- Water – Baseline regulations (Part G) will have to be met. Potential for a higher standard (105lpd). These standards may vary depending on the location.
- Access – Baseline regulation (Part M) will remain with 2 additional areas (equivalent to Lifetime Homes, and wheelchair housing).
- Security – A single minimum level of Secured by Design will be proposed.
- Space – Consolidating the current regulations into one ‘nationally described standard’
At the moment there are no other regulations or standards proposed, which means that all of the current sustainability criteria upheld by the Code and other LA requirements – such as ecology, material use and flood risk – will be removed. The exclusion of side wide criteria illustrates the government’s perspective that the built environment is absolved from responsibility for wider sustainability issues. Given recent issues such as rapidly declining biodiversity and the flooding in West London, this is difficult to comprehend. The lack of influence held by the LAs to enforce sustainability criteria that is influential on a borough scale is also slightly worrying. (Not to mention the disturbance to neighbours that may be caused during construction and operation).
It is likely that Building Control will be responsible for ensuring sustainability measures are implemented on site, rather than the Code assessors, as part of their post construction site inspection which will be difficult to for a department that is stretched as it is.
The BRE is currently developing a new domestic standard, but it will be a voluntary standard and will not be enforceable by LAs. The aim is to focus on build quality and quality of homes, and shall be driven by both the client and the occupants. There is no clear indication on what the Domestic Standards would include – they will be launching their scheme in Ecobuild 2015 – so we may have to wait until next week to find out. ‘Quality’ of housing was a point that is regularly touched upon; the DCLG and BRE seem assured that build quality will continue to be driven by both the client and occupants. This is questionable, given the overwhelming difference between demand and supply of new homes, and the upcoming absence of sufficient regulation.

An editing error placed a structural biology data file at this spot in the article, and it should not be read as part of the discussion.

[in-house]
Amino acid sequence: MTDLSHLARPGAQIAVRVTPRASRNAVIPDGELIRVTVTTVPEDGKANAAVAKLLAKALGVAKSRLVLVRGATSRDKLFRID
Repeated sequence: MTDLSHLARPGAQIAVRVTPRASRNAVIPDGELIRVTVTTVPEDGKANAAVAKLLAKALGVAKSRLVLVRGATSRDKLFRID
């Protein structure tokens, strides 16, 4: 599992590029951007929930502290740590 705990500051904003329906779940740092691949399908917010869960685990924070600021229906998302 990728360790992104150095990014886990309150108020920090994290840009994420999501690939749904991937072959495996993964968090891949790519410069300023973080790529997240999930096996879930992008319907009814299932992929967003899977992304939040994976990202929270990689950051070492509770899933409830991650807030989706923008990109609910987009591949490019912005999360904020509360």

While it is hard to argue that the current assortment of criss-crossing regulations are a little illogical, the removal of CfSH and the lack of clear energy and sustainability targets for domestic developments to fill the void is a big step backwards. Particularly in London where it has been proven that is it technically and financially feasible to achieve Code Level 4 and a 35% regulated CO2 reduction across majority of the new-build developments within the Greater London area. There will be developers and housing associations that are willing to take up the voluntary BREEAM Domestic standard, however, the low cost mass market developer is unlikely to voluntarily opt for the standard if there is no regulation to enforce its implementation – this could potentially flood the market with poorly constructed, inefficient and unsustainable housing that the Local Authorities will have no control over.
Perhaps a single word used by the DCLG best sums up the government’s current standpoint on sustainability in the built environment. They state that the new regulations will allow Local Authority choice but within ‘sensible’parameters, demonstrating that they still view sustainability as a luxury, and not a necessity.